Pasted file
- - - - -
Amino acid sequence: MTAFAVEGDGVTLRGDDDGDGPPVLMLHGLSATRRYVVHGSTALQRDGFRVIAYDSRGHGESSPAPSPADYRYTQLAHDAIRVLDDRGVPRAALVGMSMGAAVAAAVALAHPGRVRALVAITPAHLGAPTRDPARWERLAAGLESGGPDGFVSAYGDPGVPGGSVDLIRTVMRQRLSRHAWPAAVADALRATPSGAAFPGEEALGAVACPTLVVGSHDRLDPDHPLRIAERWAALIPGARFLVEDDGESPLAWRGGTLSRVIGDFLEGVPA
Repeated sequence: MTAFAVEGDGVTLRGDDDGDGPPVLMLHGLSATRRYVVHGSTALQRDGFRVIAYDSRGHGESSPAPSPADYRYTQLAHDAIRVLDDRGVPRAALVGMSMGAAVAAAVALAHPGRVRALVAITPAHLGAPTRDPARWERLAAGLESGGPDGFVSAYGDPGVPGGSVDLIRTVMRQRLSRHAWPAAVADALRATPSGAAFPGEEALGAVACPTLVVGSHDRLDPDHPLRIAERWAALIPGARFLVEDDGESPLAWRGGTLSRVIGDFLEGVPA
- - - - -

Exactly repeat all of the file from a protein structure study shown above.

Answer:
Amino acid sequence: MTAFAVEGDGVTLRGDDDGDGPPVLMLHGLSATRRYVVHGSTALQRDGFRVIAYDSRGHGESSPAPSPADYRYTQLAHDAIRVLDDRGVPRAALVGMSMGAAVAAAVALAHPGRVRALVAITPAHLGAPTRDPARWERLAAGLESGGPDGFVSAYGDPGVPGGSVDLIRTVMRQRLSRHAWPAAVADALRATPSGAAFPGEEALGAVACPTLVVGSHDRLDPDHPLRIAERWAALIPGARFLVEDDGESPLAWRGGTLSRVIGDFLEGVPA
Repeated sequence: MTAFAVEGDGVTLRGDDDGDGPPVLMLHGLSATRRYVVHGSTALQRDGFRVIAYDSRGHGESSPAPSPADYRYTQLAHDAIRVLDDRGVPRAALVGMSMGAAVAAAVALAHPGRVRALVAITPAHLGAPTRDPARWERLAAGLESGGPDGFVSAYGDPGVPGGSVDLIRTVMRQRLSRHAWPAAVADALRATPSGAAFPGEEALGAVACPTLVVGSHDRLDPDHPLRIAERWAALIPGARFLVEDDGESPLAWRGGTLSRVIGDFLEGVPA